that are sunken in, slow reflexes, a bulging fontanel, and a head circumference
that is larger than normal for their age.
doctor may also use an ultrasound to get a closer look at the brain. These
tests use high-frequency sound waves to create images of the brain.
resonance imaging (MRI) scans can be used to look for signs of excess CSF. MRIs
use a magnetic field and radio waves to make a cross-sectional image of the
tomography (CT) scans can also help diagnose hydrocephalus in children and
adults. CT scans use several different X-rays to form a cross-sectional image
of the brain. These scans can show enlarged brain ventricles that result from
too much CSF.
How Is Hydrocephalus Treated?
can be fatal if it’s left untreated. Treatment may not
reverse brain damage that’s already occurred. The goal is to
prevent further brain damage. This involves restoring the normal flow of CSF.
Your doctor may explore either of the following surgical options:
most cases, a shunt is surgically inserted. The shunt is a drainage system made
of a long tube with a valve. The valve helps CSF flow at a normal rate and in
the right direction. Your doctor inserts one end of the tube in your brain and
the other end into your chest or abdominal cavity. Excess fluid then drains
from the brain and out the other end of the tube, where it can be more easily
absorbed. A shunt implant is typically permanent and has to be monitored
procedure called a ventriculostomy can be performed as an alternative to having
a shunt inserted. This involves making a hole at the bottom of a ventricle or
in between ventricles. This allows CSF to leave the brain.
What Is the Outlook for a Person with Hydrocephalus?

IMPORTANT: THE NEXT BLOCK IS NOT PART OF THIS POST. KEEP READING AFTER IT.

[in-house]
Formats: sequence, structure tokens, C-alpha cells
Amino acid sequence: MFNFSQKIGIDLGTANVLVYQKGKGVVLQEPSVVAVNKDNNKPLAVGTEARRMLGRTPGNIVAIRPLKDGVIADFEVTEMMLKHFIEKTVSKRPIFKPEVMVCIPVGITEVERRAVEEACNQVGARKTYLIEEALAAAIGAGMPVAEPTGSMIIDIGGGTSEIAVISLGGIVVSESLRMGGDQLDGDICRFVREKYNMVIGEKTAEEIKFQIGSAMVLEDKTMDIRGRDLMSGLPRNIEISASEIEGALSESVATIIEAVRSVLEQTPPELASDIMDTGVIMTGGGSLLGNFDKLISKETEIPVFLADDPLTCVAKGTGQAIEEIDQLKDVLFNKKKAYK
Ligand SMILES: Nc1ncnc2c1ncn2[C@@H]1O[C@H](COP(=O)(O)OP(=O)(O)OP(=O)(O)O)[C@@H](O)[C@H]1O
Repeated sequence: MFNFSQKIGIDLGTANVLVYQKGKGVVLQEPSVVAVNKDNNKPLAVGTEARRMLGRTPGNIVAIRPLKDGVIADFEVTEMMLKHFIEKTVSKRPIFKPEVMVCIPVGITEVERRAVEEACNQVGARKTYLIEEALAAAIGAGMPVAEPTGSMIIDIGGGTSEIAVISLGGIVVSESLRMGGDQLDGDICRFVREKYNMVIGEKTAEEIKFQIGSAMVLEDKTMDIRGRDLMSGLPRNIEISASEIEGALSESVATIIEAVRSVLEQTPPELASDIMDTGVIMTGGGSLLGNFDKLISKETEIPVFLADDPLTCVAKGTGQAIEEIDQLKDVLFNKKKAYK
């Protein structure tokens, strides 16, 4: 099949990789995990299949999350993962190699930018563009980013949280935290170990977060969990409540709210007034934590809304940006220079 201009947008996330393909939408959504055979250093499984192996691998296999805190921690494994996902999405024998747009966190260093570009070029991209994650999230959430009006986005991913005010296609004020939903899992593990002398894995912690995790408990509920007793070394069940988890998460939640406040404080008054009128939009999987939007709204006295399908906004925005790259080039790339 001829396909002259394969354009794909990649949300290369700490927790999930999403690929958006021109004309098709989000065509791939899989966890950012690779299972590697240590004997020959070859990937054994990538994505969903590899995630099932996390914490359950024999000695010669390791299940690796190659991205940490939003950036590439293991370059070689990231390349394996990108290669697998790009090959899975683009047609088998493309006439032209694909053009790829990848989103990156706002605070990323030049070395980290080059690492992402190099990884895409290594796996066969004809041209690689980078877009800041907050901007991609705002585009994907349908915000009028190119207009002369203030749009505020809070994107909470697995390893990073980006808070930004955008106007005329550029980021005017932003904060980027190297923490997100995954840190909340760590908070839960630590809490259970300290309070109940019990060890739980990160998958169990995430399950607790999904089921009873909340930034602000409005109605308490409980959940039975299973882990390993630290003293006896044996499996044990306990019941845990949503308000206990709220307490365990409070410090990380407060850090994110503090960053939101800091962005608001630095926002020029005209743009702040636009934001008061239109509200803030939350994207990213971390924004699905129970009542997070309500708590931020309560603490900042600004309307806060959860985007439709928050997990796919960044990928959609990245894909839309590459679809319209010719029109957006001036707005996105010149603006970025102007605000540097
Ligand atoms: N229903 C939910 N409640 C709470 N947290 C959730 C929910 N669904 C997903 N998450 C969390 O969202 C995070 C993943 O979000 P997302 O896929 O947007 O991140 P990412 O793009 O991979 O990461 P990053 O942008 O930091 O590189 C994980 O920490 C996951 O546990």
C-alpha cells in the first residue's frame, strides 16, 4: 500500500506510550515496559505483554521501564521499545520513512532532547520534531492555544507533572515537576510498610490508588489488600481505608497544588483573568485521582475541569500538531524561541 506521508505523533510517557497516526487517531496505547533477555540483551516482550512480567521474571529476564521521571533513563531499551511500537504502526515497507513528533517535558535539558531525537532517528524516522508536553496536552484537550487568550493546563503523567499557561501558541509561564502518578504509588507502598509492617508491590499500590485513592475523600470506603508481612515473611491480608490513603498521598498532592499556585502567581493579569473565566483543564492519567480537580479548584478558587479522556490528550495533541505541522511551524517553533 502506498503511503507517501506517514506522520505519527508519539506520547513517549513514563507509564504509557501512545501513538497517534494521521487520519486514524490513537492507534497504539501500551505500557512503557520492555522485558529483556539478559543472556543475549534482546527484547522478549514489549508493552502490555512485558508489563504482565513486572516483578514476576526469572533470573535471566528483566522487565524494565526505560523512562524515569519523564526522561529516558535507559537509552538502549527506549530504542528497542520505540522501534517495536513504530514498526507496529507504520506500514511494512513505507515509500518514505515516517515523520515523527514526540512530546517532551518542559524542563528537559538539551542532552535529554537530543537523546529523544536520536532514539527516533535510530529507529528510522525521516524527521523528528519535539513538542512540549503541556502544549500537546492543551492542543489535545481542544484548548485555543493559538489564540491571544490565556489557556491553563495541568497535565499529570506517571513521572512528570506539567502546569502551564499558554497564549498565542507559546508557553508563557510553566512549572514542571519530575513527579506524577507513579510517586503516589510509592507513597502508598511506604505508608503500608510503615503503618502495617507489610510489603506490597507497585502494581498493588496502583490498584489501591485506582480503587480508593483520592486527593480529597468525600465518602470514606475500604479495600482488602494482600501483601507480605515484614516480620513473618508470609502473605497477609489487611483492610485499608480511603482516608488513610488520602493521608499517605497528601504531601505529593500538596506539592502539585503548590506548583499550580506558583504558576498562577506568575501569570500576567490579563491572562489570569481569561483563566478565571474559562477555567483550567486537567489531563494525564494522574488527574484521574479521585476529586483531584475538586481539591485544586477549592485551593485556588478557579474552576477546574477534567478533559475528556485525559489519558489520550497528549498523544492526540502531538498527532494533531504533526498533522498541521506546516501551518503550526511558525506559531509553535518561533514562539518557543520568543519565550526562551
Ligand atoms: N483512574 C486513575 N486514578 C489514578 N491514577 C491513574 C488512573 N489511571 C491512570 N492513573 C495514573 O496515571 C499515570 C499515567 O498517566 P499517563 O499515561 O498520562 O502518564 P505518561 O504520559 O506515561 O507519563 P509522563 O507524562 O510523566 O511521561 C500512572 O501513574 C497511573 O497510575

outlook for someone suffering from hydrocephalus depends largely on the extent
of the symptoms. Many children suffer lifelong brain damage. By working with
professionals including pediatricians, special education teachers, mental
health providers, occupational therapists, developmental therapists, and
pediatric neurologists, children can learn to manage their disability and
lessen the lifelong effects.
with severe symptoms of hydrocephalus might need to work with occupational
therapists. Others may require long-term care. Some might need the care of medical
specialists who focus on dementia.
long-term effects of this condition vary widely, depending on individual
circumstances. Talk to your doctor for a more case-specific outlook.
Reducing Your Risk of Hydrocephalus
can’t prevent hydrocephalus, but you can
lower your risk and your child’s risk for developing the condition.
sure you get prenatal care during pregnancy. This can help reduce your chance
of going into premature labor, which can lead to hydrocephalus.
vaccinations can help prevent illnesses and infections that are linked to
hydrocephalus. Having regular screenings can also ensure that you get prompt
treatment for illnesses or infections that could put you at risk of
safety equipment, such as helmets, to prevent head injuries when doing
activities like riding a bike. You can also lower your risk of head injuries by
always wearing a seat belt.
children should always be secured in a car seat. You can also prevent head
injuries by making sure your baby equipment, such as strollers, meets safety